Payments to Independent Contractors

The Accounts Payable Staff in the Business Office processes payments to independent contractors; however, please use your College Purchasing Card whenever possible.  For more information on obtaining a Purchasing Card, please refer to the Purchase Card Program web page.

Independent contractors are vendors who perform services for the college but are not employees of the college. They include many occupations where the worker is considered self-employed.

It is important that the college make the correct determination as to whether the person is an independent contractor, or should be paid as an employee.  Employers who misclassify workers as independent contractors can end up with substantial tax liabilities and penalties.  The general rule is that an individual is an independent contractor if you, the person for whom the services are performed, have the right to control or direct only the result of the work and not the means and methods of accomplishing the result.

The Business Office may require that you complete and submit an Independent Contractor Checklist to help determine if your contractor should be paid as an employee or as an independent contractor.

Facts that provide evidence of the degree of control and independence fall into three categories:

Behavioral: Behavioral control refers to facts that show whether there is a right to direct or control how the worker does the work. A worker is an employee when the college has the right to direct and control the worker. The college does not have to actually direct or control the way the work is done – as long as the employer has the right to direct and control the work.

Financial: Financial control refers to facts that show whether or not the college has the right to control the economic aspects of the worker’s job.  The financial control factors fall into the categories of:

  • Significant investment: An independent contractor often has a significant investment in the equipment he or she uses in working for someone else. 
  • Unreimbursed expenses: Independent contractors are more likely to have unreimbursed expenses than are employees.
  • Opportunity for profit or loss: Having the possibility of incurring a loss indicates that the worker is an independent contractor.
  • Services available to the market: Independent contractors often advertise, maintain a visible business location, and are available to work in the relevant market.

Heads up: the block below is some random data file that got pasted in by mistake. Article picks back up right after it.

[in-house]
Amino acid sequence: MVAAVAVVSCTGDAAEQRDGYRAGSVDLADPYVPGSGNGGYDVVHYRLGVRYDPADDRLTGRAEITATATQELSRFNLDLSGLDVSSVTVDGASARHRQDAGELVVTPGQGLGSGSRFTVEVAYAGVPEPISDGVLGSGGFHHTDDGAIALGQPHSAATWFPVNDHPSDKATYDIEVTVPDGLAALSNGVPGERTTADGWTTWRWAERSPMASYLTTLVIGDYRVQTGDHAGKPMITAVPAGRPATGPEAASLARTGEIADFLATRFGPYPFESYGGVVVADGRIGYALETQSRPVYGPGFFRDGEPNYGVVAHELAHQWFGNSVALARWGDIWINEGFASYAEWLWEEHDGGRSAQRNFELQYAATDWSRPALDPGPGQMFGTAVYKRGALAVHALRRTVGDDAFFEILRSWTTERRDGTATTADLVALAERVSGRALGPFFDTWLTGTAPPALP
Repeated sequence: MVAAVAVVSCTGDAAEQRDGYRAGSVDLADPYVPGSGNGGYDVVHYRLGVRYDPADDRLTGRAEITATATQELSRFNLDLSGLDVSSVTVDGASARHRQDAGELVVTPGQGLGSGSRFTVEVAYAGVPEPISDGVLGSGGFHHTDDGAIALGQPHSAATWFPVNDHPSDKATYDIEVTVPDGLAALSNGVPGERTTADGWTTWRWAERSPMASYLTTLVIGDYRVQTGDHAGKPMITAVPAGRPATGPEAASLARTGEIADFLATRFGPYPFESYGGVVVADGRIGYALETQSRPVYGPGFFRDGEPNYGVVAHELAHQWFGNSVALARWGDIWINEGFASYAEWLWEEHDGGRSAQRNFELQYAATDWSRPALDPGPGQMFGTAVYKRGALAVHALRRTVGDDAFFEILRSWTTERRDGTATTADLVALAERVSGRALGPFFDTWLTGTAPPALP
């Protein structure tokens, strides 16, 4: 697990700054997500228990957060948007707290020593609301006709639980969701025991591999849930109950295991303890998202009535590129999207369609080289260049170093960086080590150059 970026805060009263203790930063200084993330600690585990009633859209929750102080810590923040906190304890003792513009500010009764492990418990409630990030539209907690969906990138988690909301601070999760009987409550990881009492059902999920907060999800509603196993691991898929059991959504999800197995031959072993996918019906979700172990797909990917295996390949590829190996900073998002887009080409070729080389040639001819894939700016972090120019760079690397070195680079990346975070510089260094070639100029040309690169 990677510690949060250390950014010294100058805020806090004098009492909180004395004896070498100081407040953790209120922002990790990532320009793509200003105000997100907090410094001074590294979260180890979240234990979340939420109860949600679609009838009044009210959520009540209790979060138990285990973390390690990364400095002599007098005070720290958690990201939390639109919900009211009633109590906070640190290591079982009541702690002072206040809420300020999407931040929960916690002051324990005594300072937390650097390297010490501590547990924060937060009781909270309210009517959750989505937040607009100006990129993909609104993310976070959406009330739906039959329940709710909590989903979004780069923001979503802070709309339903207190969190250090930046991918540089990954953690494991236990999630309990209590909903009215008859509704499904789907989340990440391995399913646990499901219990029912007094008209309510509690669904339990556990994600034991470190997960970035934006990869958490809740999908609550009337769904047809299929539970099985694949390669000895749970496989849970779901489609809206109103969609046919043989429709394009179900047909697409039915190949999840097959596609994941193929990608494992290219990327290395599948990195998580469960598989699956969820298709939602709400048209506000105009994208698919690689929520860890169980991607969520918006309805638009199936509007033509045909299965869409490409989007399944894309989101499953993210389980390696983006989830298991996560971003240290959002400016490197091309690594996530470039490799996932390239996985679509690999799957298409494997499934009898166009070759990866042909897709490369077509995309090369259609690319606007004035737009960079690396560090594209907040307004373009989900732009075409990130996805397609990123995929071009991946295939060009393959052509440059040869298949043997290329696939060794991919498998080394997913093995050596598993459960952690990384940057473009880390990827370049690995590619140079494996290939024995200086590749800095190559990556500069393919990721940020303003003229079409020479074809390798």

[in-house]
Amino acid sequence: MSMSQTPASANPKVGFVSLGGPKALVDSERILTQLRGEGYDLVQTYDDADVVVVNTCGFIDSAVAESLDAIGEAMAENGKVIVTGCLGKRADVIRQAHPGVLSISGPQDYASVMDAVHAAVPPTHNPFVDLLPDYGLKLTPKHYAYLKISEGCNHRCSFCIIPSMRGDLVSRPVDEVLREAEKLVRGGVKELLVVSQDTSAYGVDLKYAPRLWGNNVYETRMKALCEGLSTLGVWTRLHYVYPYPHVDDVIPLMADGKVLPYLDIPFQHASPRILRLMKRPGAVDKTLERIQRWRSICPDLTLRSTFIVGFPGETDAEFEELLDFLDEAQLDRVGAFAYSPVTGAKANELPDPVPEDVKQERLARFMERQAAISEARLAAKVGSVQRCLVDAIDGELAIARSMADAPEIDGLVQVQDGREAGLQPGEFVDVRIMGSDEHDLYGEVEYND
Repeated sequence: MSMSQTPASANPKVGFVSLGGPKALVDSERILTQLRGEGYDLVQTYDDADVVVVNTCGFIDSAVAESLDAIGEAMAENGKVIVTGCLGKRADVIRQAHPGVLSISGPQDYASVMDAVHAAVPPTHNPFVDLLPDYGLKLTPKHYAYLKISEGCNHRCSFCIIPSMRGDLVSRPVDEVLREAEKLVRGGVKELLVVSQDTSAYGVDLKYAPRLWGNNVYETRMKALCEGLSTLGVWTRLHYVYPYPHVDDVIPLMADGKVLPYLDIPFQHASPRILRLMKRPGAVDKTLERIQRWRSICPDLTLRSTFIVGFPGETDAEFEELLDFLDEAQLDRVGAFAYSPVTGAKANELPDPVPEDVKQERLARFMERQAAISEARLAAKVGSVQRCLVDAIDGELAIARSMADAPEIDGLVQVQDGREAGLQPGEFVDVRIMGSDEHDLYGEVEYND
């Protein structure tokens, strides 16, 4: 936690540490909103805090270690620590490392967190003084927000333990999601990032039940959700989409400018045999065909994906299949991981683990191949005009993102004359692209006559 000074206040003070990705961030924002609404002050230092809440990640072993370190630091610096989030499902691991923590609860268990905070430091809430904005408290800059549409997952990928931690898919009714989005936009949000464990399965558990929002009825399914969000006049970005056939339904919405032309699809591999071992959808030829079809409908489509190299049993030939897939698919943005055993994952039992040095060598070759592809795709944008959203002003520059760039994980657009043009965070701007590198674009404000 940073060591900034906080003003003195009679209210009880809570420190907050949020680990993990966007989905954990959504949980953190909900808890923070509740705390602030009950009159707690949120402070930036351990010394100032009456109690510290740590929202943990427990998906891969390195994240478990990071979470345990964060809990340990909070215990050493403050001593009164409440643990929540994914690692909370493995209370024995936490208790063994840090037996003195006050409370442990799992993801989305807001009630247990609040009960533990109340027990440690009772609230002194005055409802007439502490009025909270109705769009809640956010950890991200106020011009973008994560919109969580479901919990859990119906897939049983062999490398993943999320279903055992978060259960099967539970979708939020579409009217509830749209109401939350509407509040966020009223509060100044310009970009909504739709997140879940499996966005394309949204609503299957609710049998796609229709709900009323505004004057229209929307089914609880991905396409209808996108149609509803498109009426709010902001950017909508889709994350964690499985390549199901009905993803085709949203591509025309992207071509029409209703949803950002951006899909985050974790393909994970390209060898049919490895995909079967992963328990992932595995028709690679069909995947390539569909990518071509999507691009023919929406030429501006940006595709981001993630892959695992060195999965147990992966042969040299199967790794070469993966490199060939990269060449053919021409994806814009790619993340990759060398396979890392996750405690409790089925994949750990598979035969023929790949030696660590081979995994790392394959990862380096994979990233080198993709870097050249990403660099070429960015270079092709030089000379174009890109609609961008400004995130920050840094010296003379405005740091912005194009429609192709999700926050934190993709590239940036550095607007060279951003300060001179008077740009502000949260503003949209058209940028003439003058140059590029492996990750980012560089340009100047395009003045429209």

• Method of payment: An employee is generally guaranteed a regular wage amount for an hourly, weekly, or other period of time. An independent contractor is usually paid by a flat fee for the job.

Type of Relationship: Type of relationship refers to facts that show how the worker and business perceive their relationship to each other.  The factors, for the type of relationship between two parties, generally fall into the categories of:

  • Written Contracts:  Although a contract may state that the worker is an employee or an independent contractor, this is not sufficient to determine the worker’s status. 
  • Employee Benefits: Businesses generally do not grant benefits to independent contractors.  However, the lack of these types of benefits does not necessarily mean the worker is an independent contractor.
  • Permanency of the Relationship:  If you hire a worker with the expectation that the relationship will continue indefinitely, rather than for a specific project or period, this is generally considered evidence that the intent was to create an employer-employee relationship.
  • Services Provided as Key Activity of the college:  If a worker provides services that are a key aspect of the college, it is more likely that the business will have the right to direct and control his or her activities.  For example, if a law firm hires an attorney, it is likely that it will present the attorney’s work as its own and would have the right to control or direct that work.  This would indicate an employer-employee relationship.


Paying Independent Contractors

The compensation paid to independent contractors is taxable. Accounts Payable does not withhold taxes from the payments. The income is reported to the recipient and to the IRS at the end of each tax year on Form 1099. For this reason, it is very important that the payments to the independent contractors are made by Accounts Payable or with a College Purchasing Card. Please do not pay anyone who has performed a service with cash, personal check, or with a personal credit card.  By doing so you would place the college in violation of the Internal Revenue Code and our ability to reimburse you is at a risk. 

In order to make a check payment to an independent contractor, submit a completed Check Request or approved invoice to Accounts Payable. Along with the payment request, attach a W-9  form that has been completed and signed by the contractor. The W-9 form provides the tax identification number (TIN) of the contractor and certifies that the TIN is correct and that the contractor is not subject to backup withholding. These forms are available for downloading or in the forms cabinet outside the Business Office.

If the individual is from a foreign country, please contact the Business Office as soon as you decide to contract services. It takes several weeks to complete the paperwork necessary to pay nonresident aliens. For more information, please go to Guest Basics.